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The (big) problem of food waste

According to a new study by Recyc-Québec, more than 40% of food becomes food waste, much of which is destined for landfill. The main culprits are Quebec families and the processing industry.

Posted at 6:00 a.m.

Eric-Pierre Champagne

Eric-Pierre Champagne
The Press

7.5 million

Total weight of food that entered the supply chain in Quebec in 2019, i.e. 7.5 million tonnes. This is equivalent to 2.43 kg per capita per day.

3.1 million

Total weight of food waste in Quebec, i.e. 3.1 million tonnes. This is equivalent to 1.01 kg per capita per day.

Photo MICHAEL F. MCELROY, The New York Times Archive

What is food residue?

The Recyc-Québec report entitled Quantification study of food losses and waste in Quebec, unveiled on Wednesday, reports on food residues, made up of lost or wasted edible food and associated inedible parts. The first category obviously refers to uneaten food, while the second relates in particular to animal bones and fruit and vegetable peels.

Which foods are wasted the most?

Fruits and vegetables account for almost half of the food wasted in the province, far ahead of field crops. This category includes, in particular, losses during the milling of grains and the crushing of oilseeds.

Who produces the most food waste?

The largest proportion of food waste is found in the processing industry, followed by Quebec households.

Who wastes the most food?

Here, Quebec households are ahead of the retail trade and the food production and processing industries. For households, we are talking about 339,198 tonnes wasted annually.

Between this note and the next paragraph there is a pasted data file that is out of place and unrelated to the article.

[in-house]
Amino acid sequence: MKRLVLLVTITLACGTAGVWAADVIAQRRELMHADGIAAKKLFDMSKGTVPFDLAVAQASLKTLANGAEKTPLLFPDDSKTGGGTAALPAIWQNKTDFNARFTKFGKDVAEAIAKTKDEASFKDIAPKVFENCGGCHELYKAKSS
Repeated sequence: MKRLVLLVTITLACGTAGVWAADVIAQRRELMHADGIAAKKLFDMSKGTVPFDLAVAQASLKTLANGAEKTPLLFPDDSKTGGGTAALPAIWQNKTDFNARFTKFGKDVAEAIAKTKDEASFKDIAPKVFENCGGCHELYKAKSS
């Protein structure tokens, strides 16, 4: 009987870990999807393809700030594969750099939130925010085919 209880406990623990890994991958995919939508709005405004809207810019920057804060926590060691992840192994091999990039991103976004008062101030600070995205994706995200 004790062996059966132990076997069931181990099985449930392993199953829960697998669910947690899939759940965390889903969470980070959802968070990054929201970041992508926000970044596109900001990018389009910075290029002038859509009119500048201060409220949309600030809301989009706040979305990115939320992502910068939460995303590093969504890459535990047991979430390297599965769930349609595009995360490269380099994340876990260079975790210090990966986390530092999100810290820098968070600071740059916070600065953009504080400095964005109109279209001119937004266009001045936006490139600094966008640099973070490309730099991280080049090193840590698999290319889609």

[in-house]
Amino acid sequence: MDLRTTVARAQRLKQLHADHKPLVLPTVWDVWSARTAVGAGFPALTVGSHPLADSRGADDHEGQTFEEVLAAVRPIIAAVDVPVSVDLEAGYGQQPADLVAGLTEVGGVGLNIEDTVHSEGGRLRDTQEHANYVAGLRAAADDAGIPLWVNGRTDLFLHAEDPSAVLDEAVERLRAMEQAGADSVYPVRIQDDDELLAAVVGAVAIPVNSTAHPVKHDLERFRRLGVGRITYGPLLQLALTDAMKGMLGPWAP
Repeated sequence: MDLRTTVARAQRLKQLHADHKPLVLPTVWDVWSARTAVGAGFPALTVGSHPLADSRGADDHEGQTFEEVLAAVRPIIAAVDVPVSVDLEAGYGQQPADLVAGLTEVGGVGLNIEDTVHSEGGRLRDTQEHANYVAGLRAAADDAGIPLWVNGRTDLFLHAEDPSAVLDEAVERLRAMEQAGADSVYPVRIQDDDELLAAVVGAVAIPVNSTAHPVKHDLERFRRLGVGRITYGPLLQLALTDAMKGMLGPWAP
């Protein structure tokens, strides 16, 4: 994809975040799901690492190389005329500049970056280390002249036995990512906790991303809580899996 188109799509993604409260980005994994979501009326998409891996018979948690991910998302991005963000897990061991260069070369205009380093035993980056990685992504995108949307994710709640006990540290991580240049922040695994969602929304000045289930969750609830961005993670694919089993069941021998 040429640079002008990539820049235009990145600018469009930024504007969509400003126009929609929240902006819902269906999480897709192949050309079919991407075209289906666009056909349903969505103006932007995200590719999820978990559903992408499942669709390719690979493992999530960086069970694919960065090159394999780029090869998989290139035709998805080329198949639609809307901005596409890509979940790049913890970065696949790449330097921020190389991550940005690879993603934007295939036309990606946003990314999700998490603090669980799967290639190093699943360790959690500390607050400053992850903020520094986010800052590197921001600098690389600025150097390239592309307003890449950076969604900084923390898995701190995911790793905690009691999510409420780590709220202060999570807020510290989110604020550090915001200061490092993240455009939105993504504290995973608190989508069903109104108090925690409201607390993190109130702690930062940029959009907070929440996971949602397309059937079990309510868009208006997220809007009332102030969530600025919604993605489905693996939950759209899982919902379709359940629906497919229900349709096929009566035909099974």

Where does the food residue go?

More than a third of food waste in Quebec ends up in landfills. Only a quarter ends up in compost. The same proportion is reused in animal feed.

Half of edible food is thrown away

For edible food, nearly half goes straight to the trash as the province’s landfills overflow.

20.2 million

Number of millions of tonnes of CO2 associated with the Quebec biofood system, i.e. 20.2 million tonnes of CO equivalent2. Wasted edible food accounts for 17.7% of this total, or 3.5 million tonnes of CO equivalent2.

Reducing landfill, a priority

This report is a first for Recyc-Québec, which wanted to “measure the extent of the phenomenon of food waste in Quebec in order to come up with possible solutions for the future”, explains Sophie Langlois-Blouin, Vice-President, Performance of operations, at Recyc-Québec. One of the priorities for the organization will be to reduce the amount of food that ends up in landfills, says the vice-president. “The positive point of this study is that it distinguishes between inedible food and edible food that is wasted,” says Éliane Brisebois, who is coordinator and research officer at the Research Chair on Ecological Transition. from UQAM. It gives smaller numbers, but the problem [du gaspillage alimentaire] still remains serious. »


A study by the United Nations Environment Program estimated that 931 million tons of food was thrown away in 2019, or 17% of the total food available on the planet.



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